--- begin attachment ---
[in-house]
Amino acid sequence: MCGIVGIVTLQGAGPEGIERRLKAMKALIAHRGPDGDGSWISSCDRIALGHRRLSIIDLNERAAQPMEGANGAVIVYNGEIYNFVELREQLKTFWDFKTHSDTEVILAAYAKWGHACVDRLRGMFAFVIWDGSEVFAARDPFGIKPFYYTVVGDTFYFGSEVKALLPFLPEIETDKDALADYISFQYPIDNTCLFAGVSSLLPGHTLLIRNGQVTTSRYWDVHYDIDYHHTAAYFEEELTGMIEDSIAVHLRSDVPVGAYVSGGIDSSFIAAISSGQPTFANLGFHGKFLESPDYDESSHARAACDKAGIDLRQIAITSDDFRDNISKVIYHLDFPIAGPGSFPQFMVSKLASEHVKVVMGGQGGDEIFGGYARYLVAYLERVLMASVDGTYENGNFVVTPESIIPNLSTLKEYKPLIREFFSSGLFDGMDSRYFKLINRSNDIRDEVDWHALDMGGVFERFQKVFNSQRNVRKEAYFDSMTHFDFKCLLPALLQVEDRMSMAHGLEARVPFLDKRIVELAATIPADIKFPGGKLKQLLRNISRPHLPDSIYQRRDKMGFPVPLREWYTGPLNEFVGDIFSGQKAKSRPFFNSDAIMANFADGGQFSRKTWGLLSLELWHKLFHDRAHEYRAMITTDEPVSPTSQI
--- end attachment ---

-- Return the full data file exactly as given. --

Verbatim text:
[in-house]
Amino acid sequence: MCGIVGIVTLQGAGPEGIERRLKAMKALIAHRGPDGDGSWISSCDRIALGHRRLSIIDLNERAAQPMEGANGAVIVYNGEIYNFVELREQLKTFWDFKTHSDTEVILAAYAKWGHACVDRLRGMFAFVIWDGSEVFAARDPFGIKPFYYTVVGDTFYFGSEVKALLPFLPEIETDKDALADYISFQYPIDNTCLFAGVSSLLPGHTLLIRNGQVTTSRYWDVHYDIDYHHTAAYFEEELTGMIEDSIAVHLRSDVPVGAYVSGGIDSSFIAAISSGQPTFANLGFHGKFLESPDYDESSHARAACDKAGIDLRQIAITSDDFRDNISKVIYHLDFPIAGPGSFPQFMVSKLASEHVKVVMGGQGGDEIFGGYARYLVAYLERVLMASVDGTYENGNFVVTPESIIPNLSTLKEYKPLIREFFSSGLFDGMDSRYFKLINRSNDIRDEVDWHALDMGGVFERFQKVFNSQRNVRKEAYFDSMTHFDFKCLLPALLQVEDRMSMAHGLEARVPFLDKRIVELAATIPADIKFPGGKLKQLLRNISRPHLPDSIYQRRDKMGFPVPLREWYTGPLNEFVGDIFSGQKAKSRPFFNSDAIMANFADGGQFSRKTWGLLSLELWHKLFHDRAHEYRAMITTDEPVSPTSQI